Chick embryos after 7 days of incubation were found to be much more susceptible to infection with vesicular stomatitis virus than were 10 day embryos. They had a 100 per cent mortality and were very suitable for titrations of the virus. The rate of increase of virus in 7 and 10 day embryos was studied. Two different temperatures of incubation were employed, 35–36°C. and 39–40°C., and the growth curves for the virus under the different conditions are presented. 10 day embryos were highly resistant and at 39–40°C. more than half of them survived. At the lower temperature of incubation, 35–36°C., all 10 day embryos died, but they survived much longer than did 7 day embryos.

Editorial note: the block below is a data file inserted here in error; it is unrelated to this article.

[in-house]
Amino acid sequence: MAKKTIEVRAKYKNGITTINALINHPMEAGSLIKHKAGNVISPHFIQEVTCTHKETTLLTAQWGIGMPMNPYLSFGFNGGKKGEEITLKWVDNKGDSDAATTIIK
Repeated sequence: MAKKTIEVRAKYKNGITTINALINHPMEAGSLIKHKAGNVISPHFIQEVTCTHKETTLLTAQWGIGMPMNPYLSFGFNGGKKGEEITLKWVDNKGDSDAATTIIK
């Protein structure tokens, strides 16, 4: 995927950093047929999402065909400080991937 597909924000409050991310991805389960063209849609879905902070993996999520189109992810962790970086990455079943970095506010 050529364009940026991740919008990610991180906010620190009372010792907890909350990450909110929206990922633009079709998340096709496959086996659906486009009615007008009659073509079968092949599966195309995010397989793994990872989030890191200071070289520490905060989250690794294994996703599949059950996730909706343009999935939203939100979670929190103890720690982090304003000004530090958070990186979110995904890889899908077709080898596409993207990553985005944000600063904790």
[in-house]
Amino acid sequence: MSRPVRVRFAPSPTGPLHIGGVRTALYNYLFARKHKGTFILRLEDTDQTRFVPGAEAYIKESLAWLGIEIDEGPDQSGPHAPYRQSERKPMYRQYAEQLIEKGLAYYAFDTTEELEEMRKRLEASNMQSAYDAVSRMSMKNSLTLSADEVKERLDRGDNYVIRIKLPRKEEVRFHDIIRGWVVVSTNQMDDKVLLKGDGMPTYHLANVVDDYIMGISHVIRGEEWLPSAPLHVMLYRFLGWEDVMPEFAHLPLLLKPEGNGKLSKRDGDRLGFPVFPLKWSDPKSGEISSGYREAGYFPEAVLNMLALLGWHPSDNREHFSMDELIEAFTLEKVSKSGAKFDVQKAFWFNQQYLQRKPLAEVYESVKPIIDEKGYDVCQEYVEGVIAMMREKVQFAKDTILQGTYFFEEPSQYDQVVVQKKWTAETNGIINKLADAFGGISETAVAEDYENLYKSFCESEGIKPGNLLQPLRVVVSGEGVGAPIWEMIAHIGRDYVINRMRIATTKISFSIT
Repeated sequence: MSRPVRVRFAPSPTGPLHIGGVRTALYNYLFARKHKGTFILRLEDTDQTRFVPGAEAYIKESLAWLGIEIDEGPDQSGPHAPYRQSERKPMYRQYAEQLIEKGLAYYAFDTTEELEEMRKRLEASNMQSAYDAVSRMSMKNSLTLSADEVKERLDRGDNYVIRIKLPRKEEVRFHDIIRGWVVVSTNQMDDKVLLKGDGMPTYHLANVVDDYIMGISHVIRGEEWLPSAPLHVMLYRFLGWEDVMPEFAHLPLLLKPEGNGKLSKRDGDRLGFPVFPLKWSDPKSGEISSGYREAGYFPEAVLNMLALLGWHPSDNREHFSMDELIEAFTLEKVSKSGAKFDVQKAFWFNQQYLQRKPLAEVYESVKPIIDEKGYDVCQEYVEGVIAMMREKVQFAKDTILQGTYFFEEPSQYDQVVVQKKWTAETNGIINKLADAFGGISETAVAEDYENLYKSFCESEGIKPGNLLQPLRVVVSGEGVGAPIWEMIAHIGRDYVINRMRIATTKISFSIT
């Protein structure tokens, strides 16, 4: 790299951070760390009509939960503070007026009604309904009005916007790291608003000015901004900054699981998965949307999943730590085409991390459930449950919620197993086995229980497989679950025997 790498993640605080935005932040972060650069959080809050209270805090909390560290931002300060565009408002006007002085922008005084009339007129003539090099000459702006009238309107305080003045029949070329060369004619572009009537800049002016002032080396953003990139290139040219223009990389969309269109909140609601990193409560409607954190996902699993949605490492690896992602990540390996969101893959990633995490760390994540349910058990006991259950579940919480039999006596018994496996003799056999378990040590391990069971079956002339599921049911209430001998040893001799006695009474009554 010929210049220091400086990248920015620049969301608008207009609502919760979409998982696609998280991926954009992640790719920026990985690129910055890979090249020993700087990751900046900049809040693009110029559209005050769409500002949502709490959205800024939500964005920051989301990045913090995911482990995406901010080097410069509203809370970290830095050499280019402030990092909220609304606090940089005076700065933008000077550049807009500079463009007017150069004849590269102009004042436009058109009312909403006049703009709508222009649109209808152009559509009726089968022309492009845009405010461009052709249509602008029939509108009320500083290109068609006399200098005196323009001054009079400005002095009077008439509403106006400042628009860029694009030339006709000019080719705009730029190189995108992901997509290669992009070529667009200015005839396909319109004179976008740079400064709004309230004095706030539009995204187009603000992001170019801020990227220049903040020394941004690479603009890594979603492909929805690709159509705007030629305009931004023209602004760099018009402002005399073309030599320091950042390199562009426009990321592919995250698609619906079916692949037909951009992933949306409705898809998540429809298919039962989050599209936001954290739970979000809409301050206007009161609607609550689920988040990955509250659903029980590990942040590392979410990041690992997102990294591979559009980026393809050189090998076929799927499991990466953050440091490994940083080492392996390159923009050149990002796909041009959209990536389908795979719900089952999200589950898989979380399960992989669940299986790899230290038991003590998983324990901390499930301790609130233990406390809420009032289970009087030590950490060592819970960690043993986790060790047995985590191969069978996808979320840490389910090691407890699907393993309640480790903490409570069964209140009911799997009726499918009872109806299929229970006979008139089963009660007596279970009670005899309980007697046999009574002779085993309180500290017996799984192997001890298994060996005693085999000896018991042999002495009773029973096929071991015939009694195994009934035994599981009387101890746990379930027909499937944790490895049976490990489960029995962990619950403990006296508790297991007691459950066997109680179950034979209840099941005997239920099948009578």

In the 7 day embryos death occurred after about 12 hours at 39–40°C. and after about 16 hours at 35–36°C., or earlier at the higher temperature.
In embryos of both ages the virus titer reached at the higher temperature was only about 1 per cent of that reached at 35–36°C., even in those that died.